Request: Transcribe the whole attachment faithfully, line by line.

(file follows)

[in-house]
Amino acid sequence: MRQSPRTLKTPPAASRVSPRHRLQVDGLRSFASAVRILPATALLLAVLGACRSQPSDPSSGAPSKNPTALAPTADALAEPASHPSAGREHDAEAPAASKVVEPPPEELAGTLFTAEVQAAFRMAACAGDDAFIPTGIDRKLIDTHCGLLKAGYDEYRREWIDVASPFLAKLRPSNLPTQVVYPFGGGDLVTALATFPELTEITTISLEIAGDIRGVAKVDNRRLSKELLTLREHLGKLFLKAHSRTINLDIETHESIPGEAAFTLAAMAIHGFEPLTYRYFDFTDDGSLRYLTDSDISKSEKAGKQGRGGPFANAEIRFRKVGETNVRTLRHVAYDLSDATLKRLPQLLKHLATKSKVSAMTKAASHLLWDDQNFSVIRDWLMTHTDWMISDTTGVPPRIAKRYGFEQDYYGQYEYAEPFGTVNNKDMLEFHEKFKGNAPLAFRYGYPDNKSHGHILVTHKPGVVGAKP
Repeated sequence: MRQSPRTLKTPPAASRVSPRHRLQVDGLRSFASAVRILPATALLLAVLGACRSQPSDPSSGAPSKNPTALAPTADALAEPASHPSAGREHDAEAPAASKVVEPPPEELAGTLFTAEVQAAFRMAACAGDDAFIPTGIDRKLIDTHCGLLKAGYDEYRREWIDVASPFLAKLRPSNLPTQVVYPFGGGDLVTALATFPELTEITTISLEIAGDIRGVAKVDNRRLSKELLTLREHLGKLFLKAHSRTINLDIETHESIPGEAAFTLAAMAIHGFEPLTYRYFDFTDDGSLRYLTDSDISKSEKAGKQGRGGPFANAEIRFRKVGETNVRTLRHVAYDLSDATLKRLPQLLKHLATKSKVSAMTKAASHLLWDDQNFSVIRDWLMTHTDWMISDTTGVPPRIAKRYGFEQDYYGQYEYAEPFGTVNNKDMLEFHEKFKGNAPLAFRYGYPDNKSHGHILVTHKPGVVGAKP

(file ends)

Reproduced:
[in-house]
Amino acid sequence: MRQSPRTLKTPPAASRVSPRHRLQVDGLRSFASAVRILPATALLLAVLGACRSQPSDPSSGAPSKNPTALAPTADALAEPASHPSAGREHDAEAPAASKVVEPPPEELAGTLFTAEVQAAFRMAACAGDDAFIPTGIDRKLIDTHCGLLKAGYDEYRREWIDVASPFLAKLRPSNLPTQVVYPFGGGDLVTALATFPELTEITTISLEIAGDIRGVAKVDNRRLSKELLTLREHLGKLFLKAHSRTINLDIETHESIPGEAAFTLAAMAIHGFEPLTYRYFDFTDDGSLRYLTDSDISKSEKAGKQGRGGPFANAEIRFRKVGETNVRTLRHVAYDLSDATLKRLPQLLKHLATKSKVSAMTKAASHLLWDDQNFSVIRDWLMTHTDWMISDTTGVPPRIAKRYGFEQDYYGQYEYAEPFGTVNNKDMLEFHEKFKGNAPLAFRYGYPDNKSHGHILVTHKPGVVGAKP
Repeated sequence: MRQSPRTLKTPPAASRVSPRHRLQVDGLRSFASAVRILPATALLLAVLGACRSQPSDPSSGAPSKNPTALAPTADALAEPASHPSAGREHDAEAPAASKVVEPPPEELAGTLFTAEVQAAFRMAACAGDDAFIPTGIDRKLIDTHCGLLKAGYDEYRREWIDVASPFLAKLRPSNLPTQVVYPFGGGDLVTALATFPELTEITTISLEIAGDIRGVAKVDNRRLSKELLTLREHLGKLFLKAHSRTINLDIETHESIPGEAAFTLAAMAIHGFEPLTYRYFDFTDDGSLRYLTDSDISKSEKAGKQGRGGPFANAEIRFRKVGETNVRTLRHVAYDLSDATLKRLPQLLKHLATKSKVSAMTKAASHLLWDDQNFSVIRDWLMTHTDWMISDTTGVPPRIAKRYGFEQDYYGQYEYAEPFGTVNNKDMLEFHEKFKGNAPLAFRYGYPDNKSHGHILVTHKPGVVGAKP